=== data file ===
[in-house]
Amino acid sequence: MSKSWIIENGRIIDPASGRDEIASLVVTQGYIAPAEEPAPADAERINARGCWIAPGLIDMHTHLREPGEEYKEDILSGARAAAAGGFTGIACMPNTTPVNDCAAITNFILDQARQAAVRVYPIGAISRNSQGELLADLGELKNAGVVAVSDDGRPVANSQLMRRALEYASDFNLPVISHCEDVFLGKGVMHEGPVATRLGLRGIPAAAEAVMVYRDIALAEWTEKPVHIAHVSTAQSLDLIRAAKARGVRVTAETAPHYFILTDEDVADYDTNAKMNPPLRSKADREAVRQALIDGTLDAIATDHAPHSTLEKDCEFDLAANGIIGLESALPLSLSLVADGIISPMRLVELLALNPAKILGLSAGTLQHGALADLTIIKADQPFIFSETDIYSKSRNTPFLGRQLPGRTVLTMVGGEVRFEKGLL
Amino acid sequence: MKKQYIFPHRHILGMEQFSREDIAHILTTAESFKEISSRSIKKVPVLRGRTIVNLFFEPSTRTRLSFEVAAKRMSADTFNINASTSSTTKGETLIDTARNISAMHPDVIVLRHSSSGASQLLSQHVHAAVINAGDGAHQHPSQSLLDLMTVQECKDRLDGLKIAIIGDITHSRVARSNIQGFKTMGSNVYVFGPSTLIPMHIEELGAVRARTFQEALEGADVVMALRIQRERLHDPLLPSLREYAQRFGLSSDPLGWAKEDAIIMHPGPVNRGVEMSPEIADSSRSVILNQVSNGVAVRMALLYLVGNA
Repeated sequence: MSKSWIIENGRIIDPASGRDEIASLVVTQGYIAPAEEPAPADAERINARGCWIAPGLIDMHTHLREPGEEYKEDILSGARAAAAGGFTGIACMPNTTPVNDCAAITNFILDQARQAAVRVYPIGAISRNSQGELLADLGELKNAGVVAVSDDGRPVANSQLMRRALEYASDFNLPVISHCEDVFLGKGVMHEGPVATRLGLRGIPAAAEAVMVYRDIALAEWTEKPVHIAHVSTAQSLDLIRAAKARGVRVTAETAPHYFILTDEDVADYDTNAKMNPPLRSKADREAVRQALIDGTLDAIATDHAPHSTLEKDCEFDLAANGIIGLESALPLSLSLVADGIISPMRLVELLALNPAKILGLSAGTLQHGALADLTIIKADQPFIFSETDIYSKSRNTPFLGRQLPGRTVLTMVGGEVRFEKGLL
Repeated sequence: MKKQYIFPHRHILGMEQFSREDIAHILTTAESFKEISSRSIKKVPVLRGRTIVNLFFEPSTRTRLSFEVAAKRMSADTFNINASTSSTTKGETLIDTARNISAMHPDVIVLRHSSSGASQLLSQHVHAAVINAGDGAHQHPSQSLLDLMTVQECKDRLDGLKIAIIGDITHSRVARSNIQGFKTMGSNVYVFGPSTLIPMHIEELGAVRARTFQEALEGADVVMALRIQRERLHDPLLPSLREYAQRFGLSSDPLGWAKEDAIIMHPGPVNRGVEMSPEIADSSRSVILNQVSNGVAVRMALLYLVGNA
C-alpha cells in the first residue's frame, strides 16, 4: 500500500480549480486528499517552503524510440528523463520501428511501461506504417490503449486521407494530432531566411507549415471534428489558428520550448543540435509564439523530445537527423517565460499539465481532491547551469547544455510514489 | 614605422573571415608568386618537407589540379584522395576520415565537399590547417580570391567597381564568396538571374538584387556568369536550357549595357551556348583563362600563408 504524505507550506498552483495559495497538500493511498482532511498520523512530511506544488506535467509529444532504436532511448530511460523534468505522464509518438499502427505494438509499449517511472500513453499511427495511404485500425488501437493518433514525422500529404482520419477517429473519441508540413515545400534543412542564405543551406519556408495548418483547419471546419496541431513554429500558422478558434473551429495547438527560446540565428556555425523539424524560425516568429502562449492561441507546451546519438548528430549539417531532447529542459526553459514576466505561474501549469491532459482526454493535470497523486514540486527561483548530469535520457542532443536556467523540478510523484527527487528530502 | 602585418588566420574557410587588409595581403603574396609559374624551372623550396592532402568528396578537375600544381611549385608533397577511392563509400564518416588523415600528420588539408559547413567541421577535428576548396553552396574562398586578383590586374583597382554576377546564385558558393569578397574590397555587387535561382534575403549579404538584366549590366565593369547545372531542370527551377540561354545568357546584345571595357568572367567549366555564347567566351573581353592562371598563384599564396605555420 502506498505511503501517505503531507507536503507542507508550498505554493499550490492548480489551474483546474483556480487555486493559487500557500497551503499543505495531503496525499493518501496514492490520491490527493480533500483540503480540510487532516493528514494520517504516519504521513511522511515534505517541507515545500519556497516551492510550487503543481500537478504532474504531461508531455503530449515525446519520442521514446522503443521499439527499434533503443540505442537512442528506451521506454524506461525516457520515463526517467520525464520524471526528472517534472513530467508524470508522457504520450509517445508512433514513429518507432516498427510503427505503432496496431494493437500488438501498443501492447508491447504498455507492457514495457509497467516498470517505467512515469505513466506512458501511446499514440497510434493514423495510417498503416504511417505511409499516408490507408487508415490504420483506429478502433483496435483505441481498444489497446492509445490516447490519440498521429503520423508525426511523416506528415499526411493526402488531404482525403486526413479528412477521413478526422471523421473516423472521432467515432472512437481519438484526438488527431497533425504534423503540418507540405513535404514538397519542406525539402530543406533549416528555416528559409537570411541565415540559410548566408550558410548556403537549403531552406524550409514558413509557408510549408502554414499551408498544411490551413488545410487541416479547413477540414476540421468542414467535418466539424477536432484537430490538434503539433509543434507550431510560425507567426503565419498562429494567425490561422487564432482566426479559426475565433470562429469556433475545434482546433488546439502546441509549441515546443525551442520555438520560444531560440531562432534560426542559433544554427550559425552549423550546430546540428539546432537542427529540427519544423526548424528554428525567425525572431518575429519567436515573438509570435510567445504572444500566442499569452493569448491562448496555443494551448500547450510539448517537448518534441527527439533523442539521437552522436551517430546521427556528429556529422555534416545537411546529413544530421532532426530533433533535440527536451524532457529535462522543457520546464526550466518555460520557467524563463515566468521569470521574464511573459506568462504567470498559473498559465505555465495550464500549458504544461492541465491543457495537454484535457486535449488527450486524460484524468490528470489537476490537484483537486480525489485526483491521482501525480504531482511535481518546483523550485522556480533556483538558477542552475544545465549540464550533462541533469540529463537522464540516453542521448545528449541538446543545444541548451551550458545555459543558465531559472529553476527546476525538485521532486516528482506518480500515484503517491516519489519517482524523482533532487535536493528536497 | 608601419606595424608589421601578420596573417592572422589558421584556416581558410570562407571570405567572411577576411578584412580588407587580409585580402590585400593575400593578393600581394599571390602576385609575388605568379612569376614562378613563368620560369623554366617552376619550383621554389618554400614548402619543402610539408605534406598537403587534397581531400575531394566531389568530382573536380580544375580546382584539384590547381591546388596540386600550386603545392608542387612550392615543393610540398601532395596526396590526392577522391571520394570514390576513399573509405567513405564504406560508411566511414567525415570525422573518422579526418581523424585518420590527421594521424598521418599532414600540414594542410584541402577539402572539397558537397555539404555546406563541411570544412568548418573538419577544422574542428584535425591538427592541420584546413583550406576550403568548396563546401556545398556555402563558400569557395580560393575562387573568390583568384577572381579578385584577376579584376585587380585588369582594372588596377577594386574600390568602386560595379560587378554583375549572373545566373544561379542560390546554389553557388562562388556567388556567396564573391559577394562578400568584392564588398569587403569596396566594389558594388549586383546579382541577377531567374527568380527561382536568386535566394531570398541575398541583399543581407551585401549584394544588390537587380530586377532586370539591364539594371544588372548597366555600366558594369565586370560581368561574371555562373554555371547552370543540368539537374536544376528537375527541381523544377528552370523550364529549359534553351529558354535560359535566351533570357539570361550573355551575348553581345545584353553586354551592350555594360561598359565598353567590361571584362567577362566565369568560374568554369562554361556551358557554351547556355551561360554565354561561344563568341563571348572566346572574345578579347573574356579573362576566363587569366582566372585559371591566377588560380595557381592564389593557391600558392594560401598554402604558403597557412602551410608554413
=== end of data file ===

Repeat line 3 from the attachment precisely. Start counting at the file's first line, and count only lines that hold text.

Amino acid sequence: MKKQYIFPHRHILGMEQFSREDIAHILTTAESFKEISSRSIKKVPVLRGRTIVNLFFEPSTRTRLSFEVAAKRMSADTFNINASTSSTTKGETLIDTARNISAMHPDVIVLRHSSSGASQLLSQHVHAAVINAGDGAHQHPSQSLLDLMTVQECKDRLDGLKIAIIGDITHSRVARSNIQGFKTMGSNVYVFGPSTLIPMHIEELGAVRARTFQEALEGADVVMALRIQRERLHDPLLPSLREYAQRFGLSSDPLGWAKEDAIIMHPGPVNRGVEMSPEIADSSRSVILNQVSNGVAVRMALLYLVGNA